It is also important to ensure that the island is equipped with the technology to handle the changing weather patterns being experienced. Barbados partnered with the Food and Agriculture Organization of the United Nations (FAO) to increase climate-resilient farming practices and infrastructure to the agricultural industry. Under the ‘Addressing the Water-Energy-Food Nexus’ subproject of the “Mexico – CARICOM – FAO Initiative Cooperation for Adaptation and Resilience to Climate Change in the Caribbean.”, farmers undertook training in ‘Farming Best Practices’. This included learning efficient irrigation practices, water resource management, and conservation agriculture methods. Farmers were also assisted with rainwater harvesters and solar-powered irrigation systems to make open field production more sustainable. 

Barbados faces a silent crisis: climate change worsens non-communicable diseases.
Barbados has limited arable land space. As such, measures need to be put in place to protect what is grown on the island. The effects of climate change such as intense heat or strong storms and hurricanes are all factors which need to be considered. (Courtesy of Ulises Icardi)

Though climate resilience in the agricultural sector is an aspect that has been heavily considered and implemented in the Barbados government’s plans, the effect of CO2 on the nutritional value of the local crops has not been considered or studied. In encouraging the population to consume healthier foods efforts also need to be made to identify those that are not being negatively impacted by the rise in CO2 levels.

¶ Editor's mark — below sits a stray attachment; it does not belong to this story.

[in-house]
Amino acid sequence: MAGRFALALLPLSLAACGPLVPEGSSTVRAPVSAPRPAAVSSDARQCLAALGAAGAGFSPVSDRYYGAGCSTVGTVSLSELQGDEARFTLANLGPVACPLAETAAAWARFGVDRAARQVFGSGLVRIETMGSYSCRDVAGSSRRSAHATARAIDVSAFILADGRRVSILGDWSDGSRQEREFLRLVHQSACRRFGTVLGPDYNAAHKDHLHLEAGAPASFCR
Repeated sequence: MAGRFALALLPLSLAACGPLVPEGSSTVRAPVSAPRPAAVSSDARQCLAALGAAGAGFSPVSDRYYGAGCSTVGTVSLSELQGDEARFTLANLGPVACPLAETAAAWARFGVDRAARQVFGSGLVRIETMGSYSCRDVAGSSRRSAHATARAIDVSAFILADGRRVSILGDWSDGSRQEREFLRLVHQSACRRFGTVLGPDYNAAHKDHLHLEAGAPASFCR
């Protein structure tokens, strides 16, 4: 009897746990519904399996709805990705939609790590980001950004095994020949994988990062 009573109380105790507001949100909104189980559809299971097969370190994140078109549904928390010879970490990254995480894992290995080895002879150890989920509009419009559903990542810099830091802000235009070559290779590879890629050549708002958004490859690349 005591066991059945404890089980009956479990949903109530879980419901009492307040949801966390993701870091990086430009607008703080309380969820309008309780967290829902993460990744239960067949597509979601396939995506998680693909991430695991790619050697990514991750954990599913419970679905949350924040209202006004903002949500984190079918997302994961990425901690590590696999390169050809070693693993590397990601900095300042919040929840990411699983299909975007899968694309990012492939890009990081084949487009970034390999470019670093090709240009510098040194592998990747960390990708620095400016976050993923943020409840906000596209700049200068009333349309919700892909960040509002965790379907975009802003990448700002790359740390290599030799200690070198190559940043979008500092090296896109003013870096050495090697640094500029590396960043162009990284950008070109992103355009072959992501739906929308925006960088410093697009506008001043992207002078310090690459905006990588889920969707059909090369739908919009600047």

This story was published on IsleThree with the support of the Caribbean Climate Justice Journalism Fellowship, which is a joint venture between Climate Tracker and Open Society Foundations.


Picture of Kyle Foster

Kyle Foster

Kyle is a writer and ecologist residing on the island of Barbados. With a deep passion for sharing the stories of the natural world, he has dedicated his craft to raising awareness about environmental issues. Much of his writing experience stems from publishing captivating stories with renowned platforms such as the Sustainable Ocean Alliance Caribbean and the Cari-Bois Environmental News Network. Through the art of storytelling, his ultimate goal is to bring attention to the pressing environmental challenges that surround us. Additionally, he devotes time to his personal blog, where he documents his immersive experiences in nature through detailed field journal entries.

See more stories

Follow us on social media

Recent stories

Stay up to date on the latest climate news and opportunities in the Caribbean!

Subscribe to our newsletter

Caribbean Climate
Justice Brief

Categories and tags